Sunday, November 26, 2006


Reading Home Schoolers Content to Take Children’s Lead gives a much different impression about the unschooling movement than viewing the slideshow gives. The tone of the article, at least in the opening paragraphs, painted a negative impression about the teaching method. It sounds like a free for all.

Yet the picture of the family calendar shows, that there is a weekly structure to this homeschool and that the calendar is very full. In one picture, the 6 year old works alone with a math workbook and the aid of some beads. Other children are reading or playing educational games. In every picture, piles of books spill everywhere.

Unschooling looks very similiar to Constructivist Education. Read this explanation of Constructivist learning theory from the Institute of Inquiry (link).
What is meant by constructivism? The term refers to the idea that learners construct knowledge for themselves---each learner individually (and socially) constructs meaning---as he or she learns. Constructing meaning is learning; there is no other kind. The dramatic consequences of this view are twofold;
  1. we have to focus on the learner in thinking about learning (not on the subject/lesson to be taught):
  2. There is no knowledge independent of the meaning attributed to experience (constructed) by the learner, or community of learners.
It is not as crazy as it sounds. I have reluctantly taken on the role of partially homeschooling Iris in math. She does her homework at school and her lessons at home. Her teachers also supplement with age-appropriate GATE math materials. She comes home with logic puzzle worksheeets that she loves. I also bought The Adventures of Penrose the Mathematical Cat for her.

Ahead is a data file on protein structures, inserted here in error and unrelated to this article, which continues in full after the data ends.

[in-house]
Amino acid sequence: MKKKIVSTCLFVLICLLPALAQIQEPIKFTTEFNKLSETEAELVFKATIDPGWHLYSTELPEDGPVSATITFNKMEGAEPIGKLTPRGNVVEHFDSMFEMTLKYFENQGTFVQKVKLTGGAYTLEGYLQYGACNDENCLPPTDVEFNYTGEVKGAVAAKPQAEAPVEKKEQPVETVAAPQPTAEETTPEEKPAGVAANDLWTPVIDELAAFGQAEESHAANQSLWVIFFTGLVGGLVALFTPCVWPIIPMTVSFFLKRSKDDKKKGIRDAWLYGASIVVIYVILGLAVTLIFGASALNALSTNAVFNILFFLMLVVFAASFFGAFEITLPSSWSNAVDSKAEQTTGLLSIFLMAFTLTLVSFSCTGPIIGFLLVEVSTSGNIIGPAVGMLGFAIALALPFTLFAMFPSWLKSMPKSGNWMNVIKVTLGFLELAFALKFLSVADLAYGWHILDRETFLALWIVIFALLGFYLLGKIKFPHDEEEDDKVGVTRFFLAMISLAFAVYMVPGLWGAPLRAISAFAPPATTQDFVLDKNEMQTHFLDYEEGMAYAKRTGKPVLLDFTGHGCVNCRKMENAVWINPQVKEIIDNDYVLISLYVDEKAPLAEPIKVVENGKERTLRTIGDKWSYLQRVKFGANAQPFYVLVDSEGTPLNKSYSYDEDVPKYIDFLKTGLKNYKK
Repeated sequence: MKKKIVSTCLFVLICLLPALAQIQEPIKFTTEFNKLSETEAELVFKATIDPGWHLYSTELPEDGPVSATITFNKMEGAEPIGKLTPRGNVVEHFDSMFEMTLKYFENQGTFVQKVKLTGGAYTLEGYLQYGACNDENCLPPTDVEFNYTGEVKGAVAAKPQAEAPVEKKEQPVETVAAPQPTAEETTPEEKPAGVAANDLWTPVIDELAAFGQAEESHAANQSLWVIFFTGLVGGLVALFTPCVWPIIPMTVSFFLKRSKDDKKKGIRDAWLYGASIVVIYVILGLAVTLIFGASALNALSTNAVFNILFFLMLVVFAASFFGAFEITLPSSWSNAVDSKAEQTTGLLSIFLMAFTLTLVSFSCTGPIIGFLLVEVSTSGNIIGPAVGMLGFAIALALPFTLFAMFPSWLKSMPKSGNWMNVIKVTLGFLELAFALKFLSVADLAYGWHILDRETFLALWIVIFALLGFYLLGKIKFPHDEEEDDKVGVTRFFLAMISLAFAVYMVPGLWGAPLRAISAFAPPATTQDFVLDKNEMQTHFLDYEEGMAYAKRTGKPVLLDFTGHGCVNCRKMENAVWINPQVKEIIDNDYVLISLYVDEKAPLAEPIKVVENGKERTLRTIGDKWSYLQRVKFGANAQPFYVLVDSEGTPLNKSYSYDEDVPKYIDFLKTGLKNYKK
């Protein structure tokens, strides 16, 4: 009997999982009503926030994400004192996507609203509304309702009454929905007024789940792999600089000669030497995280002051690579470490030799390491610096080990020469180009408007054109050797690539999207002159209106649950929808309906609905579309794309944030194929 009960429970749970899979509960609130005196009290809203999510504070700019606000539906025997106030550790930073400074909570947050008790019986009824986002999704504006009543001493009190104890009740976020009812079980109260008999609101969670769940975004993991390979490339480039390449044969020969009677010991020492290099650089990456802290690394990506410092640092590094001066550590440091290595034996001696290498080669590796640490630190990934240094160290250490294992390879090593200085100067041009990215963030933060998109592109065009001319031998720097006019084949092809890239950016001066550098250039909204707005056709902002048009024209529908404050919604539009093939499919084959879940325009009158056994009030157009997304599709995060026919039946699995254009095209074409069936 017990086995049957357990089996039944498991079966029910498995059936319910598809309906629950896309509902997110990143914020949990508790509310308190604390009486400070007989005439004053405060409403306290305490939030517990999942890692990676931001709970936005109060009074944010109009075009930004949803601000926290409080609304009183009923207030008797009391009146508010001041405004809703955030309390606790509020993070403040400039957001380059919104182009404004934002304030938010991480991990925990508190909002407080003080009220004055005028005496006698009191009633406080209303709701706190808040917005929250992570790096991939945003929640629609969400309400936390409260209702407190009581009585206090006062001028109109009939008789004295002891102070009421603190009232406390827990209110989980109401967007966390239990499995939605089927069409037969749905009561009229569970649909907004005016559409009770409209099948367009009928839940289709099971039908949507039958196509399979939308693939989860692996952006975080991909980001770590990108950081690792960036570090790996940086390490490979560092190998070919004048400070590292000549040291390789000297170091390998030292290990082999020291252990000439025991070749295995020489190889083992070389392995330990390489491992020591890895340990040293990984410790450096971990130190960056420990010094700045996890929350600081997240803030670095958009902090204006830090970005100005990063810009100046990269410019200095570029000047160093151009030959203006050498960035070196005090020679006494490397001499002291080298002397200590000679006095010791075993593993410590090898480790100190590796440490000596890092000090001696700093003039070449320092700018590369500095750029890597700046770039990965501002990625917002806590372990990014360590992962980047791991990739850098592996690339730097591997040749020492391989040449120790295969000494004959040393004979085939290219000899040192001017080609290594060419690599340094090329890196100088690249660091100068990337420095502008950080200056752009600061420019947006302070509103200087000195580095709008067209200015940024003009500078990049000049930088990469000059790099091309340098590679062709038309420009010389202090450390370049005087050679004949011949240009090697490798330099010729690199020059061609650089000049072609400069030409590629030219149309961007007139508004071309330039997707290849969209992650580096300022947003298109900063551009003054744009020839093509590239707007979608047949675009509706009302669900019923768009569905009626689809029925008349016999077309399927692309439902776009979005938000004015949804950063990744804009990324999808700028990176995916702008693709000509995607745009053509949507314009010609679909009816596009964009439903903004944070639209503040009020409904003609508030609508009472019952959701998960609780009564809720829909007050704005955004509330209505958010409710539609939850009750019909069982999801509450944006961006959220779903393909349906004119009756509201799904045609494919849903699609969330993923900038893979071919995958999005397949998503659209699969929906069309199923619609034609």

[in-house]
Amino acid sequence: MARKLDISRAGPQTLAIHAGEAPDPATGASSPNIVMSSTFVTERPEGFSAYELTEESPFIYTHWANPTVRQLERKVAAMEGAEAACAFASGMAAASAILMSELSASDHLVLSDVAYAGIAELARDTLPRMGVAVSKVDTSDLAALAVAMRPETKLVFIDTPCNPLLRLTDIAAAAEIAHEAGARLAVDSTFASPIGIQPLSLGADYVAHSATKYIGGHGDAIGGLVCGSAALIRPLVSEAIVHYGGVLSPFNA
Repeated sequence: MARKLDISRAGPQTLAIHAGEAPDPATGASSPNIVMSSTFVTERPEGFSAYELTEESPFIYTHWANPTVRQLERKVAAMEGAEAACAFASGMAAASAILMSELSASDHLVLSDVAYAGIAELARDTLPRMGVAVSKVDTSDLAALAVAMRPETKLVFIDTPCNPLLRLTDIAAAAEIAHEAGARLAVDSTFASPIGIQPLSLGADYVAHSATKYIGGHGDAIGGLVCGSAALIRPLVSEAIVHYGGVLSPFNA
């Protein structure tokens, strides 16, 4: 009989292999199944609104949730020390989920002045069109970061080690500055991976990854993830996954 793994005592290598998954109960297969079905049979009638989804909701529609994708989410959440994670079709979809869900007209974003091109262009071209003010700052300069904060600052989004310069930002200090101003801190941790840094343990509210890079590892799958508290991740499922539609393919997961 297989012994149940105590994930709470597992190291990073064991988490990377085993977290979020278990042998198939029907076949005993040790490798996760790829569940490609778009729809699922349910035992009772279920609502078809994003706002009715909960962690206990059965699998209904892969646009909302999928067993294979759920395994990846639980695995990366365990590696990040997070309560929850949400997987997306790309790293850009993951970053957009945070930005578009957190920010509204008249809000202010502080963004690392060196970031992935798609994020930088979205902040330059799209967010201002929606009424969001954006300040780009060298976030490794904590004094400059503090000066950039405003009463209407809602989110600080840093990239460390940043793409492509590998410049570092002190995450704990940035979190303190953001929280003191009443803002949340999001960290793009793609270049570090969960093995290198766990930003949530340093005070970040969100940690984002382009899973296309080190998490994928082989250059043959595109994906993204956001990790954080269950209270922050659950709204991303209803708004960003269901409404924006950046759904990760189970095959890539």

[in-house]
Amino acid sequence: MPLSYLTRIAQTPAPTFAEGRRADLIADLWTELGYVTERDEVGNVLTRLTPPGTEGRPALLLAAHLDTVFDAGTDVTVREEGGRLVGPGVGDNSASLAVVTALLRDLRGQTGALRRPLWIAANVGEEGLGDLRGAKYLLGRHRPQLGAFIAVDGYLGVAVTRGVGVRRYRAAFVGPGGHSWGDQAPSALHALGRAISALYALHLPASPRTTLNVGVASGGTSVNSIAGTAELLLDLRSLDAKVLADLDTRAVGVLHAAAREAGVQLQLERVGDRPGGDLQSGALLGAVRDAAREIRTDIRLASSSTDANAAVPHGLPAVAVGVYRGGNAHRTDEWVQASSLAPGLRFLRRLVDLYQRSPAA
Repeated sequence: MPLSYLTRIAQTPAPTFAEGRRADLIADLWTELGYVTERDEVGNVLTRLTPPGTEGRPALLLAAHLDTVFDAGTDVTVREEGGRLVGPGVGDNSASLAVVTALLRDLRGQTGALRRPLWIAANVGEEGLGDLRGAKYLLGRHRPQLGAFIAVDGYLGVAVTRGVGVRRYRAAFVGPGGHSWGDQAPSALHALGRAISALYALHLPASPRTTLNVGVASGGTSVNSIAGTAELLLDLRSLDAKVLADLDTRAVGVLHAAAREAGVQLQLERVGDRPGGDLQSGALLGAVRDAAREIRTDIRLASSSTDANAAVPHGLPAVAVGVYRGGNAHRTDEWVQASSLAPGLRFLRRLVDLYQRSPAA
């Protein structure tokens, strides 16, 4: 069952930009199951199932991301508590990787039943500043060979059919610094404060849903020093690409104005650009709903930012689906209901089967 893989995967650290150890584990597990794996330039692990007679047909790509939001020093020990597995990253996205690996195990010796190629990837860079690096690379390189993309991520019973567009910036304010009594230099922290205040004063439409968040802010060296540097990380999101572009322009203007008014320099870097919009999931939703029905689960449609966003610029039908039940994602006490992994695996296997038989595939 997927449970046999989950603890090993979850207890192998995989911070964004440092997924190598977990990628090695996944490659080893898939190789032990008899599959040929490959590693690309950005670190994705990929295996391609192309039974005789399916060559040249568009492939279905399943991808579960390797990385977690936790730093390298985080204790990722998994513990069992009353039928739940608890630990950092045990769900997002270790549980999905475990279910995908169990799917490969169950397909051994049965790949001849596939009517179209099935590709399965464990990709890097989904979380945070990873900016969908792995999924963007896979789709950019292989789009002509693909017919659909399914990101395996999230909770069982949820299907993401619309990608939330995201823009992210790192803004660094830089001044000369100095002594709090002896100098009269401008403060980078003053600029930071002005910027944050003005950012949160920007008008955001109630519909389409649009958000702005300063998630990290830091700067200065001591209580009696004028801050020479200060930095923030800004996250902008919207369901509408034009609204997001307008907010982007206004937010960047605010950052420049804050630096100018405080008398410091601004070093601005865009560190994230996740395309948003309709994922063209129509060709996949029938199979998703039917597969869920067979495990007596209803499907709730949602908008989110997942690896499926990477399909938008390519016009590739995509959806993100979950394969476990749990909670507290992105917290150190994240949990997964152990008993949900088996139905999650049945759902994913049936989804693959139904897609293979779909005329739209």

I had originally intended for us to read one story (of 28) in Penrose every week. So much for that plan. Iris has pretty much read through the entire book on her own. She appears to be attempting the activities on her own and asks me for help when she is really determined to explore a lesson in depth. Other times, she just like to read it for the stories.

In one chapter, Penrose explains how to see the forest from the trees with probability. Now Iris sees probability everywhere. When we played Candyland, I showed her how we could substitute a die for the pointer that goes from 1 to 6.

We rolled one die many times and graphed how often each number came up. We then rolled two dice and graphed how often each individual number came up and how often the sums came up. Our graph of sums did not look like the one in Penrose. Why? The answer lay in the uneven distribution of individual numbers evident in our first graph. Evidently, these 2 dice almost never fell with the 4 face up.

That got us started on how dice can be loaded (with internal weights) so that the probability of coming up with some numbers can be increased or decreased.

That led us into random number generators on computers. I tried to write a random number generator for her on my iBook with GNU Fortran 95 but had trouble with the random number seed. (This actually led to a 2 month detour during my PhD research in which I learned about and tried different computer random number generator algorithms.)

Next, we will investigate the random number generator in Microsoft Excel. Anyway, this one story in Penrose has led us into many interesting discussions about math, physics and computer science. We are both having fun and she is really learning. Sounds constructivist to me.

What does Read More! mean?